Semana Santa, Pablo Picasso – marvellous Málaga!

It’s the the southernmost large city in Europe, with a population of more than half a million making it the sixth largest in Spain – Málaga is where we headed.

Parking our motorhome in the car park at Plaza Mayor near the airport, we took the train – which was fun, clean, efficient and cheaper than trains in the UK for the equivalent distance.

IMG_7212IMG_7201Málaga was buzzing for Semana Santa (Holy Week), an awe-inspiring procession that’s been a tradition since the 15th Century. Málaga itself is a very good-looking city with many fine old buildings and traffic-free areas, some narrow old streets and some wide grand tree-lined avenues. People were lunching outside, people were waiting at the edge of the streets for the processions that were due in a few hours, and people were happy.

IMG_7213Excellent musicians busked, and a couple of other interesting characters broke down the rules and tried different tactics to raise money… IMG_7207IMG_7217

We headed first to the Picasso Museum, housed down a lovely narrow street (the one with the big-nosed pirate and embracing men, above) and here to celebrate the fact that the great artist was born in the city in 1881.

IMG_7227Sadly, no photographs were allowed inside (it was the rules – and we know you thought this was one of the revered artist’s creations above, but in fact our son Daniel, aged five, was inspired to draw some of his own art, without our guidance, and we think it’s mighty fine. Watch out Damien Hirst, there’s another slightly different D Hurst on the block now!). pablo-picasso-quote-every-child-is-an-artist

Daniel’s little brother Darley, aged three, kept going on about “camels” and it was only after a while we realised he meant the many female nudes Picasso painted…! Darley does love animals.

11088547_868023226598446_8995820580658478671_nMálaga celebrates Picasso proudly, and consequently it felt an arty place, a city that welcomes artists: here art and artists matter.IMG_7311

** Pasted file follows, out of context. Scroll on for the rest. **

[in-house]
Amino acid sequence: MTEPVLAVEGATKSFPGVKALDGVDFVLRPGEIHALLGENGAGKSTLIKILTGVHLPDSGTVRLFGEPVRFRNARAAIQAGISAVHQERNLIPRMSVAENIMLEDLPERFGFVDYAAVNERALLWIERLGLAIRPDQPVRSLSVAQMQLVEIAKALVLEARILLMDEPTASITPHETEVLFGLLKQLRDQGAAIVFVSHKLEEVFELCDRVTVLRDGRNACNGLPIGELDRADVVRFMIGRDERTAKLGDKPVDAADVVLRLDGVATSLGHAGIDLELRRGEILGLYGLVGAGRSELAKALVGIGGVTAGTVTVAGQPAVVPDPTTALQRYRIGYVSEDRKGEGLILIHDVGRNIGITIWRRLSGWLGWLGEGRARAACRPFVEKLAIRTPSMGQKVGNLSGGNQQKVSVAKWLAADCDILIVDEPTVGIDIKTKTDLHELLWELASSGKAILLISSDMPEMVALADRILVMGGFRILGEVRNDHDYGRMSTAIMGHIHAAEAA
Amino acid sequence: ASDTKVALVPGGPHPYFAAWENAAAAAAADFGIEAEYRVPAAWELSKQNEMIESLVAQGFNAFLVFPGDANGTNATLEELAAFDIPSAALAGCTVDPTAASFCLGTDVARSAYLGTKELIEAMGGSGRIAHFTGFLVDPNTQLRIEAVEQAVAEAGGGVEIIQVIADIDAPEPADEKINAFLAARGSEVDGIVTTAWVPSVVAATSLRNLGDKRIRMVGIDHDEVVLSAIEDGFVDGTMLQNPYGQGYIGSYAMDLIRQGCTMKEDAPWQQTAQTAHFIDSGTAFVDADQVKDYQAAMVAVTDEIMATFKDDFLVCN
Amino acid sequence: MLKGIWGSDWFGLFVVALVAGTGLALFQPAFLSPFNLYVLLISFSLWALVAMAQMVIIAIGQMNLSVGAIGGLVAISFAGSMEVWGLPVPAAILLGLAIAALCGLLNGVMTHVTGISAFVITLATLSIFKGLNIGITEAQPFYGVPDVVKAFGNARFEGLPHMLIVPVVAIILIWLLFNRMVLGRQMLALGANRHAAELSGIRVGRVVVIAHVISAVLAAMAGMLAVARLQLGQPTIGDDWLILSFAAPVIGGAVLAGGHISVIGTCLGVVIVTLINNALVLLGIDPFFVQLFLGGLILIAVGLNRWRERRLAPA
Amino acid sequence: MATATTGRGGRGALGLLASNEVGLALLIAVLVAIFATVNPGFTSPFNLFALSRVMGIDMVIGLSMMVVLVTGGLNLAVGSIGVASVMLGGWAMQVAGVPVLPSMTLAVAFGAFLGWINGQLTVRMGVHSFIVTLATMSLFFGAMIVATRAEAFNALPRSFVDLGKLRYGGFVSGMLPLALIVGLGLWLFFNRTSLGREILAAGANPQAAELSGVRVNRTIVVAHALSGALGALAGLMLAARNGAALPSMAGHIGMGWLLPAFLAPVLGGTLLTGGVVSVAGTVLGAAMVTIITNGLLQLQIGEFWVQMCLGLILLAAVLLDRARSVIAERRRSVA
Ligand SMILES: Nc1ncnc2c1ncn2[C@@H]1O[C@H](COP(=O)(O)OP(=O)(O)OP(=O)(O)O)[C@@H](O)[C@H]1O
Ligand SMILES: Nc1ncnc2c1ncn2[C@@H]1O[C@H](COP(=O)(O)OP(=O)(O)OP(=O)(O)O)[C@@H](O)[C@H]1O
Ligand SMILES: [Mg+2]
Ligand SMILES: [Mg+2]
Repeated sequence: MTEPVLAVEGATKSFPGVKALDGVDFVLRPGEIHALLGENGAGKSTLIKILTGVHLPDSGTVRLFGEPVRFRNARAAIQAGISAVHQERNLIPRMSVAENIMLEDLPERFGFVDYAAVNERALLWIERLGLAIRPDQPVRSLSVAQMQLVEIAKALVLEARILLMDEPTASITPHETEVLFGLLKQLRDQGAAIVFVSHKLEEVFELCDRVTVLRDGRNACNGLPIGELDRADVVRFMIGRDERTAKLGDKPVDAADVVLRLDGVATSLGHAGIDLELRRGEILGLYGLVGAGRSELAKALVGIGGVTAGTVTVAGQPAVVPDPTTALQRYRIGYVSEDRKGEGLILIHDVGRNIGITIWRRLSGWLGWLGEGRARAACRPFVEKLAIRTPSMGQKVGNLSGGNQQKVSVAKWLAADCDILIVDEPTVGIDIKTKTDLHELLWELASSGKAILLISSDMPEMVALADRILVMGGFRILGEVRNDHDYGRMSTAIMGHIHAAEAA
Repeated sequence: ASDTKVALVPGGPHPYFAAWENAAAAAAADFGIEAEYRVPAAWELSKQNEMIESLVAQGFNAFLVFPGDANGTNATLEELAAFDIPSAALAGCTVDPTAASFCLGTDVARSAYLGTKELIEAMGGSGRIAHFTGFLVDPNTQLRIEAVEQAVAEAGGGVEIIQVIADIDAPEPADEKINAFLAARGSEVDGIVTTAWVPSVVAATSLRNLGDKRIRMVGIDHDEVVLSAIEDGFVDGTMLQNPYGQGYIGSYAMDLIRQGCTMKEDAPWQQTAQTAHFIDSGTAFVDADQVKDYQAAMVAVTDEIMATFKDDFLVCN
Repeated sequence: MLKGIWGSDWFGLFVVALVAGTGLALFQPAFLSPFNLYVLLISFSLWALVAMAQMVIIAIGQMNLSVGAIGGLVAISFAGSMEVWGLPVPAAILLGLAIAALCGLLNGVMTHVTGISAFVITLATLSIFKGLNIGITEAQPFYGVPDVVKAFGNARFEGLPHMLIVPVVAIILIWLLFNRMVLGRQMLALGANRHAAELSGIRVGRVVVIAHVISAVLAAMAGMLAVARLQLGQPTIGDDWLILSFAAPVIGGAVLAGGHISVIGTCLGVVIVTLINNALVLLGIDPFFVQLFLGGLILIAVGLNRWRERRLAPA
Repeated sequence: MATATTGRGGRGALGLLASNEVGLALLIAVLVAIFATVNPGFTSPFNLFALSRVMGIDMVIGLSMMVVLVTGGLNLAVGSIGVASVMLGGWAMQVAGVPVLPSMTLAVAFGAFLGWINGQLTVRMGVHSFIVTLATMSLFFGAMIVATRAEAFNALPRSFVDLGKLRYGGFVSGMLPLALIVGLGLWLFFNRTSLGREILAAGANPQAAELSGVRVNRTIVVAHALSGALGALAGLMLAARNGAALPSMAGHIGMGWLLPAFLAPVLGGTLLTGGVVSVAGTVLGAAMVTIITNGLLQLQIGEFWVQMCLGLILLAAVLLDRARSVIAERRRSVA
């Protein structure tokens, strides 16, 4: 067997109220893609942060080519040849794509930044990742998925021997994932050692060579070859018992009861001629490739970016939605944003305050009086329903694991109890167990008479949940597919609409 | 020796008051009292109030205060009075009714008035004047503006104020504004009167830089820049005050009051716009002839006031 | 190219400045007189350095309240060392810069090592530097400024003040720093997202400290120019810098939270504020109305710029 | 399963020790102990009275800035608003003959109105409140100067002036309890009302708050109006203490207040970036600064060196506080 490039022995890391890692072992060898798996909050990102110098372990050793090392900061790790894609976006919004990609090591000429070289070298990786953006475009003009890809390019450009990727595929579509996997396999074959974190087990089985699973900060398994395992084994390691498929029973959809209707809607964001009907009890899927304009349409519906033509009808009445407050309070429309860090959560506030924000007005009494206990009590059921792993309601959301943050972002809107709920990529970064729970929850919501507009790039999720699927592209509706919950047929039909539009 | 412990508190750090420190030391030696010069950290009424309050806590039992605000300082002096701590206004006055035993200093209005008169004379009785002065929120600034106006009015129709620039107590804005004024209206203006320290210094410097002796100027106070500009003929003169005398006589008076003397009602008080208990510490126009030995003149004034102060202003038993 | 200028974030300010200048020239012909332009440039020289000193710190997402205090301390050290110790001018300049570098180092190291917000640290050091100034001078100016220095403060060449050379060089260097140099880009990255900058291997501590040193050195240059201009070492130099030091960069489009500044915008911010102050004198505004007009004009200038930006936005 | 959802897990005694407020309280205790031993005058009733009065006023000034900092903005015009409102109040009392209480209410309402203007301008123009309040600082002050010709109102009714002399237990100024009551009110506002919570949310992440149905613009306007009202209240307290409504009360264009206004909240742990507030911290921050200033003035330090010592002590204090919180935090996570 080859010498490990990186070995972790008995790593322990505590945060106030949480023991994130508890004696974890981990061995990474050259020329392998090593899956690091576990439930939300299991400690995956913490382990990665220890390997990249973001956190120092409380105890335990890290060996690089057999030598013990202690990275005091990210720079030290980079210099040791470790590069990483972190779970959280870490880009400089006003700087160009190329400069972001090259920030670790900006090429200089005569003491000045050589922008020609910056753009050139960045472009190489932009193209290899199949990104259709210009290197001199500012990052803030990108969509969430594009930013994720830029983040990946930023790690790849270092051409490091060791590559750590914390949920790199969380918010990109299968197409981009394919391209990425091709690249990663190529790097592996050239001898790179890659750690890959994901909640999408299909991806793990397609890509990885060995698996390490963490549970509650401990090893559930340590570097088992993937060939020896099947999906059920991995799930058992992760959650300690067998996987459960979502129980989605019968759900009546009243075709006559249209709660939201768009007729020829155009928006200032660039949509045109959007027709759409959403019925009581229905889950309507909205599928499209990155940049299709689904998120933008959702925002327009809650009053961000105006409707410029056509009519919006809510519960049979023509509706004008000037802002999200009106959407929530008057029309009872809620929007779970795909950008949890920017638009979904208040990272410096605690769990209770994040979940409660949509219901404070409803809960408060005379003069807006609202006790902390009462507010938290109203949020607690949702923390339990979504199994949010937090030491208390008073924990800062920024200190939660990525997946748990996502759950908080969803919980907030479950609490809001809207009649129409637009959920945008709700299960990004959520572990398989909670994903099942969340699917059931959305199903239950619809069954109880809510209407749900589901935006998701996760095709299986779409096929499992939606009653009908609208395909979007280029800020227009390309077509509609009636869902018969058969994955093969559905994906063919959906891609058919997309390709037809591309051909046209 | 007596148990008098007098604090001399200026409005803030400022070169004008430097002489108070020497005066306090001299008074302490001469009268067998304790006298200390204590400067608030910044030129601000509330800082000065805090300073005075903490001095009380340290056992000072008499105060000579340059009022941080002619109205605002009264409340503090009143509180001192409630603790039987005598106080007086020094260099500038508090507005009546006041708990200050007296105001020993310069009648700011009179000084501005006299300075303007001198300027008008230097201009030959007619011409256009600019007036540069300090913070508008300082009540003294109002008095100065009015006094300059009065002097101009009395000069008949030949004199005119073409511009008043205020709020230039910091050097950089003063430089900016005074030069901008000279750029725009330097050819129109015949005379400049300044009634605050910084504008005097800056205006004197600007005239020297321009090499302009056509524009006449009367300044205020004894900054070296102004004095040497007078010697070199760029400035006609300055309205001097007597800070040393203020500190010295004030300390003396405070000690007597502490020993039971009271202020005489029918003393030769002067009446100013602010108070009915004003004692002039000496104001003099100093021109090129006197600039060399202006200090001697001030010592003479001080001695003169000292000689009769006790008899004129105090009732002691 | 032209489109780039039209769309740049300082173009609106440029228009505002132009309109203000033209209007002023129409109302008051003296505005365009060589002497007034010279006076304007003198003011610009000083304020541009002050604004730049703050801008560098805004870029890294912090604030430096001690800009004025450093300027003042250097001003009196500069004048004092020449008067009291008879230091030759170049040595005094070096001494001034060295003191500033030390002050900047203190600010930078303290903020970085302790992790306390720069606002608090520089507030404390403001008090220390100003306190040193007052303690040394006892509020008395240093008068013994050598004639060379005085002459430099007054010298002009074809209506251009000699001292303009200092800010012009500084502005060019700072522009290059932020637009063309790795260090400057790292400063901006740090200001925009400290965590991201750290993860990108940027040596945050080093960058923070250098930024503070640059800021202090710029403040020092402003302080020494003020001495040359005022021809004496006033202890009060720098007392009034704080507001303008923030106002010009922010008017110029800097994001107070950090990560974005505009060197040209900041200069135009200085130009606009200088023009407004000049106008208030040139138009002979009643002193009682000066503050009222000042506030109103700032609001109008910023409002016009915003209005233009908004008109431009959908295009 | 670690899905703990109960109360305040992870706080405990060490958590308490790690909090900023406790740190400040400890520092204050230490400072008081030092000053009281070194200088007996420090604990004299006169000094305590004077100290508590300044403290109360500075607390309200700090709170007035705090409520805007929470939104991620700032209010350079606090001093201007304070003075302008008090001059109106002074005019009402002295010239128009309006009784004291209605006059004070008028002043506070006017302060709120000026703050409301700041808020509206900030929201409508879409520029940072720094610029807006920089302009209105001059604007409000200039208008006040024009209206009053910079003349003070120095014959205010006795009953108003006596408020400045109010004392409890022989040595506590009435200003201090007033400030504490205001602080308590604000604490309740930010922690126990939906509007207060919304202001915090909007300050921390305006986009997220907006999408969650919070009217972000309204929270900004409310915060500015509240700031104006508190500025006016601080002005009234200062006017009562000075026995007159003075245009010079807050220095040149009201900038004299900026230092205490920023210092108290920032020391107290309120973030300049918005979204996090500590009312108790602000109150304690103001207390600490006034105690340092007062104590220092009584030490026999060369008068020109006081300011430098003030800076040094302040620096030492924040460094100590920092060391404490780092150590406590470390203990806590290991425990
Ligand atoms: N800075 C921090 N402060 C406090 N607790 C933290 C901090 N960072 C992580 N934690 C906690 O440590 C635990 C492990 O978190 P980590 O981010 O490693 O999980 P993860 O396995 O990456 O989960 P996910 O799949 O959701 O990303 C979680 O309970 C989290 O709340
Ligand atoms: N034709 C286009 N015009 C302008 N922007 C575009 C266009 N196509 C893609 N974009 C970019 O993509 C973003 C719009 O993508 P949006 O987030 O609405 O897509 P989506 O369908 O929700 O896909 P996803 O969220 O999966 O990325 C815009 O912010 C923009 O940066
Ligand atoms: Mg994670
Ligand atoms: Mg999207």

Next, we wandered to the 14th Century Gibralfaro castle with its amazing views from 130 metres high. Then we wandered back down to town for some tasty tapas.IMG_7284

And then it was time to see some of the Semana Santa show. It’s an annual week of huge processions, a Catholic commemoration of the final period in the life of Jesus, covering his visit to Jerusalem and leading to the crucifixion. It’s seen on the streets of almost every Spanish city and town during the last week of Lent.

IMG_7306One bizarre feature is the wearing of the penitential robe for some of the participants in the processions. This garment consists of a hood with a conical tip used to conceal the wearer’s face. The colours and forms of these robes depend on the procession. They were widely used in the medieval period for penitents, who could demonstrate their penance while still masking their identity. Many carry candles or wooden crosses while walking barefoot, and in some places carry shackles and chains on their feet as penance.
la-palomaThe other main sight you see is the magnificent “thrones” depicting scenes  related to the last days of Christ. Some are so massive they need hundreds to carry them, every slow step accompanied by sombre loud drumming.
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But in Málaga – arguably Spain’s best place to see Semana Santa – it’s all a little more celebratory, with clapping appreciative crowds accompanying the giant thrones as they’re carried through the streets. Along with the applause, hundreds of candles and the sweet aromas of incense and flowers fill the air.
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It was all quite astonishing – and a great reminder to us that people can create amazing things, whether a lone artist or a fervent crowd. Go for it, get out there, create wonder and some considerable astonishment!
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